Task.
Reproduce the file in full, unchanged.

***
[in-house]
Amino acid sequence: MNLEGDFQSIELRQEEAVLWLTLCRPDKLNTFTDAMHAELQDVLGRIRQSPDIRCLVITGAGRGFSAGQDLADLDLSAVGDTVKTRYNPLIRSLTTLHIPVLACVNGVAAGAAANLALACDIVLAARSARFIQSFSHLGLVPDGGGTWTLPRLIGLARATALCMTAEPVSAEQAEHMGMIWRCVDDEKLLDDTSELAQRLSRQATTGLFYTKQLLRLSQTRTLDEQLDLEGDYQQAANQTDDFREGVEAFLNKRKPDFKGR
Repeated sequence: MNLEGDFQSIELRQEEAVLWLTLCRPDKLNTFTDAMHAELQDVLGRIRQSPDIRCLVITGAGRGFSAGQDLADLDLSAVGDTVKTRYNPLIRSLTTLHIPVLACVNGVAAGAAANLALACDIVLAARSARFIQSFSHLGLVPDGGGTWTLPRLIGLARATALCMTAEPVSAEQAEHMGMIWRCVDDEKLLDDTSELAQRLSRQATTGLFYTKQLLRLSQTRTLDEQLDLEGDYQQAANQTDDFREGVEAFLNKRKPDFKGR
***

[in-house]
Amino acid sequence: MNLEGDFQSIELRQEEAVLWLTLCRPDKLNTFTDAMHAELQDVLGRIRQSPDIRCLVITGAGRGFSAGQDLADLDLSAVGDTVKTRYNPLIRSLTTLHIPVLACVNGVAAGAAANLALACDIVLAARSARFIQSFSHLGLVPDGGGTWTLPRLIGLARATALCMTAEPVSAEQAEHMGMIWRCVDDEKLLDDTSELAQRLSRQATTGLFYTKQLLRLSQTRTLDEQLDLEGDYQQAANQTDDFREGVEAFLNKRKPDFKGR
Repeated sequence: MNLEGDFQSIELRQEEAVLWLTLCRPDKLNTFTDAMHAELQDVLGRIRQSPDIRCLVITGAGRGFSAGQDLADLDLSAVGDTVKTRYNPLIRSLTTLHIPVLACVNGVAAGAAANLALACDIVLAARSARFIQSFSHLGLVPDGGGTWTLPRLIGLARATALCMTAEPVSAEQAEHMGMIWRCVDDEKLLDDTSELAQRLSRQATTGLFYTKQLLRLSQTRTLDEQLDLEGDYQQAANQTDDFREGVEAFLNKRKPDFKGR